Page:Cambridge Modern History Volume 1.djvu/658

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a third of the soil in mortmain. It had revenues far exceeding the resources of kings, to which it was continually adding by fresh taxation. It offered enormous prizes to the well-born in its bishoprics, abbacies, and cathedral Chapters, which carried with them feudal dominion over lands, serfs, and tribute-yielding cities. It opened a career to clever ambitious lads of the middle and lower class. Within its cloisters women might study as well as pray, and rule their own estates, wielding the crozier and equalling prelates in dignity and power. The Church, too, maintained her pre-eminence, though shaken once and again, in the old Universities, at Paris, Oxford, and Bologna, while founding new seats of learning at Louvain (1426) or along the Rhine; as far east as Ingolstadt (1472) or even Frankfort-on-the-Oder (1506), and as far south as Alcalä (1499). Her authority was still strong enough to put down the Hussites for a time, though not without conceding to them points of discipline. It showed no dismay at the light which was dawning in humanism. And it gave back to ruined and desolate Rome the Augustan glory of a capital in which letters, arts, manners, attained to a fulness of life and splendour of expression, such as had not been witnessed in Europe since the fall of the Empire.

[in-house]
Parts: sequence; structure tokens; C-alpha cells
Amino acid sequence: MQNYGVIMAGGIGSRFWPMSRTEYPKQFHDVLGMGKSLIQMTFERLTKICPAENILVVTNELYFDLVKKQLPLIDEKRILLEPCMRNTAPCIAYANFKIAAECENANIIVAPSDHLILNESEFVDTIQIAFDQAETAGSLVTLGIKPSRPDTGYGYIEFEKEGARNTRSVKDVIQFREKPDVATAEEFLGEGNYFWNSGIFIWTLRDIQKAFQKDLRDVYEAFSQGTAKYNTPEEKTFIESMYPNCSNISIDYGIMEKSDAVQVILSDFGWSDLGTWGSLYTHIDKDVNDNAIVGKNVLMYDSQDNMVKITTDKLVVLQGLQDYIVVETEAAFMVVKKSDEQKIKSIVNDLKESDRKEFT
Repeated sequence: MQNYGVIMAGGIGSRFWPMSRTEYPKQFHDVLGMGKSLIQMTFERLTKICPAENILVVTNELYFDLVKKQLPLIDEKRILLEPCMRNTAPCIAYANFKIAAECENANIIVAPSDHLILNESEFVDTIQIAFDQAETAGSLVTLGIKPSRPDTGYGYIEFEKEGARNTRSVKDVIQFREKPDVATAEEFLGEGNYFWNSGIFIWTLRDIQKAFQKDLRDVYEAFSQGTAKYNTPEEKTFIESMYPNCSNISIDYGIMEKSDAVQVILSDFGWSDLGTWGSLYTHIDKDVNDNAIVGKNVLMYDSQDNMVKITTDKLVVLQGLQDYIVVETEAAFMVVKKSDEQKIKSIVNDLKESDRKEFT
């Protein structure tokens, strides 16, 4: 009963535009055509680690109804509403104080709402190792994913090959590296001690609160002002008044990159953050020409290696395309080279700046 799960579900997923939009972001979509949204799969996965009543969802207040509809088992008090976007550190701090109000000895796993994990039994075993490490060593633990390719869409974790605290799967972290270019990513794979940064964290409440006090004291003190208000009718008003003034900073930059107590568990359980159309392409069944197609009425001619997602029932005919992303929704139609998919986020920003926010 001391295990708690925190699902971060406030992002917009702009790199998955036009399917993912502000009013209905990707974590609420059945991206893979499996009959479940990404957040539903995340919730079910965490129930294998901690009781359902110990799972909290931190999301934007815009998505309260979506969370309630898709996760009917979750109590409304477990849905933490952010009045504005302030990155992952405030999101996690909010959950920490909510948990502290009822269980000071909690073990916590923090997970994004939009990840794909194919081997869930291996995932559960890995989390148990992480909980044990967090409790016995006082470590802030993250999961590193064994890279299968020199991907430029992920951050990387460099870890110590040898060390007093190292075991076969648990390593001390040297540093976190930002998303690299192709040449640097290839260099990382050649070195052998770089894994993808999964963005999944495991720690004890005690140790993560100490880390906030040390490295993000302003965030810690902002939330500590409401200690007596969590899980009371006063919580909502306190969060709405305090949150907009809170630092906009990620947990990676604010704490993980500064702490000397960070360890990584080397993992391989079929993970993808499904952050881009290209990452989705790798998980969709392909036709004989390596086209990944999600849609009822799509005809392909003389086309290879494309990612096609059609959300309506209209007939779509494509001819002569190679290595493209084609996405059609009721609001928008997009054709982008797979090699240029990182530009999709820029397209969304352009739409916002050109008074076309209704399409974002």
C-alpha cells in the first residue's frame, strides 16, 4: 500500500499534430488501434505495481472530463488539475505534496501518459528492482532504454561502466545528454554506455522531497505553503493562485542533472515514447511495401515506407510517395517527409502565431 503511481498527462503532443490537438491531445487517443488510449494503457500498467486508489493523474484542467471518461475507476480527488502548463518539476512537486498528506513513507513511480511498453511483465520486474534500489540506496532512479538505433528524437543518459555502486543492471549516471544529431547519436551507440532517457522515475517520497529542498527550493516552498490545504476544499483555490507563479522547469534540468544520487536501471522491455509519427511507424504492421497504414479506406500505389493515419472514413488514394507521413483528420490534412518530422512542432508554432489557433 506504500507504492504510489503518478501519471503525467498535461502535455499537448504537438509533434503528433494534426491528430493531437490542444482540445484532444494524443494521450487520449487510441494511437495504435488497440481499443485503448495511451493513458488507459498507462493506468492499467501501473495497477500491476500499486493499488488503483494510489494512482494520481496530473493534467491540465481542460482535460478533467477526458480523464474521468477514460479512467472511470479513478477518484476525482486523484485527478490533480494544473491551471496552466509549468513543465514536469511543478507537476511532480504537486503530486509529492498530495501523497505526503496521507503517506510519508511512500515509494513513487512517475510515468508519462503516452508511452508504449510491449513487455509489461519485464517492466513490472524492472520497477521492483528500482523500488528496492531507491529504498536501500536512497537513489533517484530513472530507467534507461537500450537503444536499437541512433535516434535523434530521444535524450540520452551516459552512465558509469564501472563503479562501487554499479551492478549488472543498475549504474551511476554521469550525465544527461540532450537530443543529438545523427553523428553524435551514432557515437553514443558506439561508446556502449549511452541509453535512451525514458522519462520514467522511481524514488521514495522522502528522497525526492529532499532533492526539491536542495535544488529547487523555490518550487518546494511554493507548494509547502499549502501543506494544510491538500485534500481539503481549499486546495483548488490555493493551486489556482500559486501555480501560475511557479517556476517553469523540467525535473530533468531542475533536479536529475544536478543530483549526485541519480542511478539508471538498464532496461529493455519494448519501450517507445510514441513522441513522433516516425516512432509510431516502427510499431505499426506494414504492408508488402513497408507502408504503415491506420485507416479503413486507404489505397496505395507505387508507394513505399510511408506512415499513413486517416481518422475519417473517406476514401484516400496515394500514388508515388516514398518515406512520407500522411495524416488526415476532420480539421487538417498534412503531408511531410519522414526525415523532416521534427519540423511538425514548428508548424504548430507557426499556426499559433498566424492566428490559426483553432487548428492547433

From the days of Nicholas V down to those of Leo X, Rome was the world's centre. The Popes held in their hands the key of religion; they aspired to possess the key of knowledge. Along every line of enterprise and from every point of the compass, except one, they were visible. They would not dedicate themselves to the long-sought reformation in head and members, although they allowed its necessity again and again in the most emphatic terms. The plans which were laid before them by ardent churchmen like Cesarini we shall consider as we proceed. But they declined to take those measures without which no lasting improvement of the Curia was to be anticipated. They were loth to summon a representative Council; they refused to cross the Alps and meet the German people, or to listen when it drew up its grievances in formal array. Had the Fifth of Lateran fulfilled its task, instead of leaving it to the Council of Trent half a century later, the Diet of Worms might have never met, and Luther would perhaps have lingered out his years in a cell at Wittenberg.

Two series of considerations may explain why the papacy shrank from calling a fresh parliament of Western prelates and sovereigns, and why it relegated these questions of discipline to a secondary place. One was that the Holy See felt itself engaged in the necessary and therefore just enterprise of recovering its temporal independence, shattered since the migration to Avignon. That plea has been urged on behalf of Sixtus IV, and still more of Julius II. The other was that it had not long emerged from a period of revolution. In Rome the Church had been constantly regarded as a monarchy with the Pope at its head; he was the supreme judge of spiritual causes, from whom there could be no appeal. But in